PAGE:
AllBestEssays.com - All Best Essays, Term Papers and Book Report
Search

External and Internal Focalisation on in "the Story of an Hour"

Essay by   •  December 9, 2011  •  Essay  •  395 Words (2 Pages)  •  6,028 Views

Essay Preview: External and Internal Focalisation on in "the Story of an Hour"

Report this essay
Page 1 of 2

External and internal focalization in "The Story of an Hour"

The alternation between external and internal focalization in "The Story of an Hour" is quite interesting. What does the author want to emphasize using these different focalizations?

Before starting, the term external and internal focalization must be clarified. The external focalization occurs when the narrator presents an aspect of the story (a character or an event) by using external and visible information. The reader discovers things as if he was present in the story. The opposite is the internal focalization. It allows the reader to have a character's point of view and perspective with all his/her feelings and thoughts. With this focalization, things are discovered as if we are in the character's body.

In "The Story of an Hour", when Louise learns her husband's death, her first reactions are related in the external focalization form. The reader could imagine himself as a witness of the scene. We are only told about her physical reactions:

"She wept at once, with sudden, wild abandonment, in her sister's arms. When the storm of grief had spent itself she went away to her room alone. She would have no one follow her."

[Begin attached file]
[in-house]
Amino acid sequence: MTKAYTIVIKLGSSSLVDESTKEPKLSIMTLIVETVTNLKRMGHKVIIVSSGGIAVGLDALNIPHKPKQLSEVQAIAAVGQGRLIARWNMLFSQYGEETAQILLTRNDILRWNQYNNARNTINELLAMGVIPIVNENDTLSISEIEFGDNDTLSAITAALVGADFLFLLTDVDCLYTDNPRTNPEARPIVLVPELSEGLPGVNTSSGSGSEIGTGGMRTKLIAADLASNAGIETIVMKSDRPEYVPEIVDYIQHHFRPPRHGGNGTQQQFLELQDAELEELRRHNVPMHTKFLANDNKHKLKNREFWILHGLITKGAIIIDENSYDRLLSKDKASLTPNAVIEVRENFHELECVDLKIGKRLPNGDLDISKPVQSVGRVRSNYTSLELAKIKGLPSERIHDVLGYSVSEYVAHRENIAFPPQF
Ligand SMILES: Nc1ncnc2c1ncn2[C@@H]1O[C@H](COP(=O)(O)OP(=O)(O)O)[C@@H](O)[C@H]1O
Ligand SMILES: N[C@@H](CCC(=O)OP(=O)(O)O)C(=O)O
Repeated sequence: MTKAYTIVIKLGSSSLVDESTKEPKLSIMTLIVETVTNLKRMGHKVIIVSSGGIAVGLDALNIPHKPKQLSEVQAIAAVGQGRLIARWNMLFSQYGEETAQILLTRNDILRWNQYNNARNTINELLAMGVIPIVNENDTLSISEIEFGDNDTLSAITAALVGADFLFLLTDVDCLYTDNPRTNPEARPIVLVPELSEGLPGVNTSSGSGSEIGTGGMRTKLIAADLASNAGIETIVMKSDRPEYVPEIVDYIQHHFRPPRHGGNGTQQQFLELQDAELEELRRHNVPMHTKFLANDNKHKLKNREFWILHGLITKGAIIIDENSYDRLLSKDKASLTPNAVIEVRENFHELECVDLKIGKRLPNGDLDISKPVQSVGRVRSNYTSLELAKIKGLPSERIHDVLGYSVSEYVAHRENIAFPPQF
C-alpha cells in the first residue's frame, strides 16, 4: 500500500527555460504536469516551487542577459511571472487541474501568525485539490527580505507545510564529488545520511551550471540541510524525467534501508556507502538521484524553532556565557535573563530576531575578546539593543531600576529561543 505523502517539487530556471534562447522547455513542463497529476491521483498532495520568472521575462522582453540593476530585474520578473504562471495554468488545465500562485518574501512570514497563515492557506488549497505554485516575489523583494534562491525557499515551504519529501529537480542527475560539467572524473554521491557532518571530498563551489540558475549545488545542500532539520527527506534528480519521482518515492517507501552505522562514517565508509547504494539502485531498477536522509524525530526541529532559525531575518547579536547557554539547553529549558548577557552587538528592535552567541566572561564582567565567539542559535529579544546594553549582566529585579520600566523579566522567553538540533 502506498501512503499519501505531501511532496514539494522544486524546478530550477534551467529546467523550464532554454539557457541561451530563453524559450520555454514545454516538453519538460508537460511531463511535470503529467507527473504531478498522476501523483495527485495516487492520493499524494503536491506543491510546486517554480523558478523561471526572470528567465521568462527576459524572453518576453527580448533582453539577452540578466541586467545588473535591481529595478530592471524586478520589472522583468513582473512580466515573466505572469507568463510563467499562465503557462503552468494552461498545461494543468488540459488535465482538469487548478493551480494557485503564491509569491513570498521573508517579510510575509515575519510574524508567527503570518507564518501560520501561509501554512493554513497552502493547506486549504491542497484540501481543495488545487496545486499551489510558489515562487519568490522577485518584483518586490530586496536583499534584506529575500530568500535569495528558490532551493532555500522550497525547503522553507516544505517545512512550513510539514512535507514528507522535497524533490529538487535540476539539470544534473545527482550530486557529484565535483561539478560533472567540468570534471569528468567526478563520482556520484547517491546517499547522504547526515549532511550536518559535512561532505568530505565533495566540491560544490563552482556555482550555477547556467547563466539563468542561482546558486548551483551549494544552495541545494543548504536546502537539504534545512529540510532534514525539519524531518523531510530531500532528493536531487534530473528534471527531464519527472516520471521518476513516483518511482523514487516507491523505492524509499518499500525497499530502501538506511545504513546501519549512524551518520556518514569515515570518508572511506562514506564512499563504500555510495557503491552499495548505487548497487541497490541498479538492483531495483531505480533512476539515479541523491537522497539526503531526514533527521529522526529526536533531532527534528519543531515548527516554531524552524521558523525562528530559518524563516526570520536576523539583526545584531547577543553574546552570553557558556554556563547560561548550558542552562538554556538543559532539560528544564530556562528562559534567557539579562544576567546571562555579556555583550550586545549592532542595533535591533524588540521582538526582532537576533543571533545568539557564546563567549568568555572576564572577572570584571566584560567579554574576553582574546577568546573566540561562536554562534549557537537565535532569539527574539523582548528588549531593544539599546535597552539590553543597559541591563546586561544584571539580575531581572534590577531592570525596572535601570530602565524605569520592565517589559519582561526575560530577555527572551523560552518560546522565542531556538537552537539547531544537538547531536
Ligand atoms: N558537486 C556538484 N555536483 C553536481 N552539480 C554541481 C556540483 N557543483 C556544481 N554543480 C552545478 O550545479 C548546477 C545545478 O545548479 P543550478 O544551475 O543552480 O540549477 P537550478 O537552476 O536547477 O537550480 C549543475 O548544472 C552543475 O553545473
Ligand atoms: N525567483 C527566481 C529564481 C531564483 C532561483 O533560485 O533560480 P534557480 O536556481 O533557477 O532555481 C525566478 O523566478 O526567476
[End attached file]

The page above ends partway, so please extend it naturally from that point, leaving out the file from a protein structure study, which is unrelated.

Almost immediately after this sentence, Kate Chopin starts writing using the internal focalization. We notice it seeing the words "comfortable", "delicious" and we discover all the real feelings and thoughts in Louise's mind. Without this internal focalization, we could have thought that Louise is desperately sad about the loss of her husband.

At the end of the story, we return to the external focalization, after having observed Louise's real state of mind. "When the doctors came they said she had died of heart disease__ of joy that kills." With this last sentence we discover what we would have logically deduced from Louise's death, without entering her mind through the author's pen. And it would have been a much less interesting story. These two focalizations make us notice the irony of the story. The doctors are sure of what they say and we know there are wrong. They are supposed to have knowledge but they just give a banal interpretation of her death, just as we could have done. In a lot of cases, we are sure to understand everything, whereas things we would have never thought about can be hidden.

Sources:

Kate Chopin, The Story of an Hour, 1894

...

...

Download as:   txt (2.3 Kb)   pdf (55 Kb)   docx (9.4 Kb)  
Continue for 1 more page »
Only available on AllBestEssays.com
Citation Generator

(2011, 12). External and Internal Focalisation on in "the Story of an Hour". AllBestEssays.com. Retrieved 12, 2011, from https://www.allbestessays.com/essay/External-and-Internal-Focalisation-on-in-the-Story/15582.html

"External and Internal Focalisation on in "the Story of an Hour"" AllBestEssays.com. 12 2011. 2011. 12 2011 <https://www.allbestessays.com/essay/External-and-Internal-Focalisation-on-in-the-Story/15582.html>.

"External and Internal Focalisation on in "the Story of an Hour"." AllBestEssays.com. AllBestEssays.com, 12 2011. Web. 12 2011. <https://www.allbestessays.com/essay/External-and-Internal-Focalisation-on-in-the-Story/15582.html>.

"External and Internal Focalisation on in "the Story of an Hour"." AllBestEssays.com. 12, 2011. Accessed 12, 2011. https://www.allbestessays.com/essay/External-and-Internal-Focalisation-on-in-the-Story/15582.html.